|Overall Panel Fit:||8/10|
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The box is Jada's standard yellow three-window box, with this release having a ghostly supercharger in the blue field at one end of the box. Also, the Jada logo and swoop on the front of the box are printed in chrome silver, making this a running change in their packaging rather than a "special edition" feature. "Big Time Muscle" logos appear on all six sides, as does the Jada logo. The interior tray has two plastic molds capturing the ends of the car, and a plastic panel with two screws hold the car down. Plastic bands hold the hood, doors, and trunk closed - the hood band is actually twisted around the hood twice to keep it in place, and you'll have to remove the hood to get it fully removed. There's also a plastic band around the hat, but it doesn't seem to do anything.
For the most part everything looks great and is up to Jada's usual standard. The casting is smooth and straight, and covered in a flawless gloss black. There are quite a few clever assemblies here that have virtually eliminated painted-on trim. The result is chrome that actually looks like chrome—a critical feature of mid-fifties Detroit. For example, the roof is a separate panel mounted on a chrome-plated piece that serves as the window frames and roof pillars. The window sills, mirrors, door handles, rocker panels, side trim, bumpers, headlights, hood lip, wheels, and fender spears are all separate chrome pieces. Some of these look better than others: the mirrors are a little heavy, and the fin trim and rear bumper don't line up perfectly, but the overall effect is still good. The front fender gills, grille emblem, Chevrolet Vs on the hood & trunk, Bel Airs on the fin panels, window markings, and racing graphics are all printed, and look straight and sharp. The checkered flag graphics are especially well done, wrapping around the fender openings perfectly and lining up across panels with none of the registration or layering issues common to tampo printing. The only problem I see is the hood fit: the passenger's side rear corner tab doesn't line up with the hole in the cowl, preventing the hood from seating correctly. Fortunately, on this type of car you can leave the hood off altogether without ruining the look. The interior is done much like the exterior, with plated parts used for the dash insert, gauge cluster, door handles, window cranks, panel trim, pedals, and horn ring/steering column. The trim on the sides of the front seat and the speaker grille are painted silver, and the gauge faces are printed and placed nicely. The engine is entirely chrome plated, with the outside of the belt and intakes painted flat black. The chassis is simple, but with a tad more detail than I usually see from Jada.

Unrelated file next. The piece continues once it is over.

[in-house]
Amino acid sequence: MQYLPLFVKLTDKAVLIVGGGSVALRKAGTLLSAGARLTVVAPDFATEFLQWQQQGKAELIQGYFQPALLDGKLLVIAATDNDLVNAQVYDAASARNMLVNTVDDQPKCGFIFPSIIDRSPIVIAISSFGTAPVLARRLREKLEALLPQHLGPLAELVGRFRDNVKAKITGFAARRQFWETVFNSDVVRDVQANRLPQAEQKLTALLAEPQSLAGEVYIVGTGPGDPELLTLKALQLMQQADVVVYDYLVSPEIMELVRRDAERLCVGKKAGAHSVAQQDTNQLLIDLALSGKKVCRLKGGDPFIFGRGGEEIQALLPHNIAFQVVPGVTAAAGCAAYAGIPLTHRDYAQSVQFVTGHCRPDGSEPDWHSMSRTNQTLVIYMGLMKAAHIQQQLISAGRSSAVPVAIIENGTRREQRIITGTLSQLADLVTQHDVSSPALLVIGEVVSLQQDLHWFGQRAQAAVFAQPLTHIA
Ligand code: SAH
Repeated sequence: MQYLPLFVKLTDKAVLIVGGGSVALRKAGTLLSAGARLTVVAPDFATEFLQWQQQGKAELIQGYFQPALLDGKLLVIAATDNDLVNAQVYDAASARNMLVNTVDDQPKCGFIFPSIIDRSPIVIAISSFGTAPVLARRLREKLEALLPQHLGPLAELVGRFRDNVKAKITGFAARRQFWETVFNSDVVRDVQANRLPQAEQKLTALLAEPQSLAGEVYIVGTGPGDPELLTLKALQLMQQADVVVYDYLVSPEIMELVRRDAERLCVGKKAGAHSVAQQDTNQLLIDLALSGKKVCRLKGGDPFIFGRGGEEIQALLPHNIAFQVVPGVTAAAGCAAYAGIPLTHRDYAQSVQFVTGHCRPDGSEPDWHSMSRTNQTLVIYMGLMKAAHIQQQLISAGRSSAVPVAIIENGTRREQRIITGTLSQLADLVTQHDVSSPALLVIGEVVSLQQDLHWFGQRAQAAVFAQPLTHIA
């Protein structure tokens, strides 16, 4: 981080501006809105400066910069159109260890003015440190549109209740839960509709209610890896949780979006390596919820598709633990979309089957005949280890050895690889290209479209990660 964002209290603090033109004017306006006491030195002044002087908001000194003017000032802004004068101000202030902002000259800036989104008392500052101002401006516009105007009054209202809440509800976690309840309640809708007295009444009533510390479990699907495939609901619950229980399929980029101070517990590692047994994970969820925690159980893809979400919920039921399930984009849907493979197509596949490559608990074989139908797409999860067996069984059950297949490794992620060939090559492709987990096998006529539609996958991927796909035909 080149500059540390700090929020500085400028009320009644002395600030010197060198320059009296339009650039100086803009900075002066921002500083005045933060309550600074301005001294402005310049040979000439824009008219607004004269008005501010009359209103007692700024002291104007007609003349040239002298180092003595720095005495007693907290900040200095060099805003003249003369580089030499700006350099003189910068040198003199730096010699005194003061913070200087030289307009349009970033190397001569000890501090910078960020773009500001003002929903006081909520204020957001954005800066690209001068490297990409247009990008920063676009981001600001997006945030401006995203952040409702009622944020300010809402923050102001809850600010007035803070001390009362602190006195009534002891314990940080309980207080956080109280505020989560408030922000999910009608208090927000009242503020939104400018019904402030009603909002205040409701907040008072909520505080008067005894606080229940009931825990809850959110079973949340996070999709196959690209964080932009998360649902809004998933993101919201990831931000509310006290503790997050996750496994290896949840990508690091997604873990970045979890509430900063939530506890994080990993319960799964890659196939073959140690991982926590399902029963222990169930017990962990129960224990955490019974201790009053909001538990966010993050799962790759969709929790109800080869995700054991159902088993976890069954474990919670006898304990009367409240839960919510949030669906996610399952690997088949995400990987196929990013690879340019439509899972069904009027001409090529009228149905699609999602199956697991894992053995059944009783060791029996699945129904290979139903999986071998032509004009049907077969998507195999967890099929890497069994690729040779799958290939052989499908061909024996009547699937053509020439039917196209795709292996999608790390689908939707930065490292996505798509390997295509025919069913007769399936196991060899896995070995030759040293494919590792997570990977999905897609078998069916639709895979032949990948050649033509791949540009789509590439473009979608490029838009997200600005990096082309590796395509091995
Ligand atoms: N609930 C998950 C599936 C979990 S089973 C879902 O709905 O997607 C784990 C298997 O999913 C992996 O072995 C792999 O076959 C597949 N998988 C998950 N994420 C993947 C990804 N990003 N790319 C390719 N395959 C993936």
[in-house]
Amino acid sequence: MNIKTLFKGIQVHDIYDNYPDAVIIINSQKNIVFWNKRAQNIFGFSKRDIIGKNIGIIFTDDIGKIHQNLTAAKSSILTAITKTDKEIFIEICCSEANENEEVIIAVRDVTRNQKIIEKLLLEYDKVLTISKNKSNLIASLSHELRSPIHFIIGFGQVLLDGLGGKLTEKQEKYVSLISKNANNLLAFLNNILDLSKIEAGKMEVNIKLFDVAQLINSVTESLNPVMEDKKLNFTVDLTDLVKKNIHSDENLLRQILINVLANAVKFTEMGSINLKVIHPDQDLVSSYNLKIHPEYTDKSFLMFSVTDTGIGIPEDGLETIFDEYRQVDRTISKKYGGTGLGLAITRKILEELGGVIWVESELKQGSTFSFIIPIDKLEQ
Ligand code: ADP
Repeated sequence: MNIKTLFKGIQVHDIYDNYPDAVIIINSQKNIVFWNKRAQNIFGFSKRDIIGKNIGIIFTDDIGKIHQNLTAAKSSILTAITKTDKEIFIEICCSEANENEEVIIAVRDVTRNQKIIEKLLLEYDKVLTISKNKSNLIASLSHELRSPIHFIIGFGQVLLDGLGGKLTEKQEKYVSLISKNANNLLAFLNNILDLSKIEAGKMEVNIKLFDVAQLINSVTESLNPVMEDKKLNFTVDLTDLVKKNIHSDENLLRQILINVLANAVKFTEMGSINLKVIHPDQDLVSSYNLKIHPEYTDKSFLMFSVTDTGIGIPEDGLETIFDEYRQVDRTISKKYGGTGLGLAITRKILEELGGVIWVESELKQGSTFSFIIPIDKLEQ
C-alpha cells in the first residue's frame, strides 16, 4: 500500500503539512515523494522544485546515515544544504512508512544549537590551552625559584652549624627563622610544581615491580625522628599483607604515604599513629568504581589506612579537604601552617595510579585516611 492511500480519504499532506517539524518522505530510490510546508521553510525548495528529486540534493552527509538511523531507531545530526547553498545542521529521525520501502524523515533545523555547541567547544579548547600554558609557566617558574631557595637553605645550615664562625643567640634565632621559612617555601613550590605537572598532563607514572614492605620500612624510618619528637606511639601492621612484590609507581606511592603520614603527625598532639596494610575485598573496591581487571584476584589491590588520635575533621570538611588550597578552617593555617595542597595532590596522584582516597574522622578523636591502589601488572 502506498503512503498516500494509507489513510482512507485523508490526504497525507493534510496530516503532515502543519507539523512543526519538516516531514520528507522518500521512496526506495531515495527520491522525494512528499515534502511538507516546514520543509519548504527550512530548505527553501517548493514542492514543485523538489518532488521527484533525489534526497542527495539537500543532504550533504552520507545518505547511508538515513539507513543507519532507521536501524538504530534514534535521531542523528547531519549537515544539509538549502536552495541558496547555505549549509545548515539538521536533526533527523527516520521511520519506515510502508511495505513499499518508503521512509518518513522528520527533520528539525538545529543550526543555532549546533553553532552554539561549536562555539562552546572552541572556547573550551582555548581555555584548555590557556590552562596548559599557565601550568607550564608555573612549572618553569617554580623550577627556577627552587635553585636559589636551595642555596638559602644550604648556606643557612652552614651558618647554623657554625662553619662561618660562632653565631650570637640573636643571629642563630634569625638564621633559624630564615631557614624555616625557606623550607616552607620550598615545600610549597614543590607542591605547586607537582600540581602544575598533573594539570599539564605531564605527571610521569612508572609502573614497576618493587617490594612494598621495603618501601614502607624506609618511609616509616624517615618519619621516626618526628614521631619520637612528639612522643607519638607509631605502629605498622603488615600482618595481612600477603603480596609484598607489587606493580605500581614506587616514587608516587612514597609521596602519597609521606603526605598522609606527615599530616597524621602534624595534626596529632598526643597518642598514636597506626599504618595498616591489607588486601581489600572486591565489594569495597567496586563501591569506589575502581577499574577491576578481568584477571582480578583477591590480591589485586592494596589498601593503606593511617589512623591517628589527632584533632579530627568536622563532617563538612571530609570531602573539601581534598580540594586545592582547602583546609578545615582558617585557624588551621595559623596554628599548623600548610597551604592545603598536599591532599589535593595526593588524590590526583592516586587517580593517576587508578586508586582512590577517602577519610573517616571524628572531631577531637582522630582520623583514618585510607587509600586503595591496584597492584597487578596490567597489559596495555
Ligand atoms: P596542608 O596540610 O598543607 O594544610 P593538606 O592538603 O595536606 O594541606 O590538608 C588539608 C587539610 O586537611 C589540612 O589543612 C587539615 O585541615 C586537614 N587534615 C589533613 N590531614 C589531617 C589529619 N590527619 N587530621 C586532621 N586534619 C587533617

The doors and trunk open, and the hood is removable. The hood has the correct trim piece (leaving a gap in the grille surround when it is off), so the car looks good both with and without the hood.
This is not a stock Bel Air, and has had some subtle and not-so-subtle alterations to help its "racing" image. The front end is lower than original, with a shorter bumper and more tapered fenders to give the car a wedge appearance. The top has been slightly chopped as well. The trim is correct for the Bel Air (it's missing the hood bullets, but given what the hood looks like I'll overlook that omission). It scales out to about 1/23.25, but the slightly larger size could simply be chalked up to the various modifications the car has gone through.
This is a great looking car overall. The hood fit is a problem, but an easily solvable one. I would've liked to see a few more paint applications for the vent window trim, parking lights, bumperettes, and original exhaust ports, but none of these are deal breakers. Recommended.
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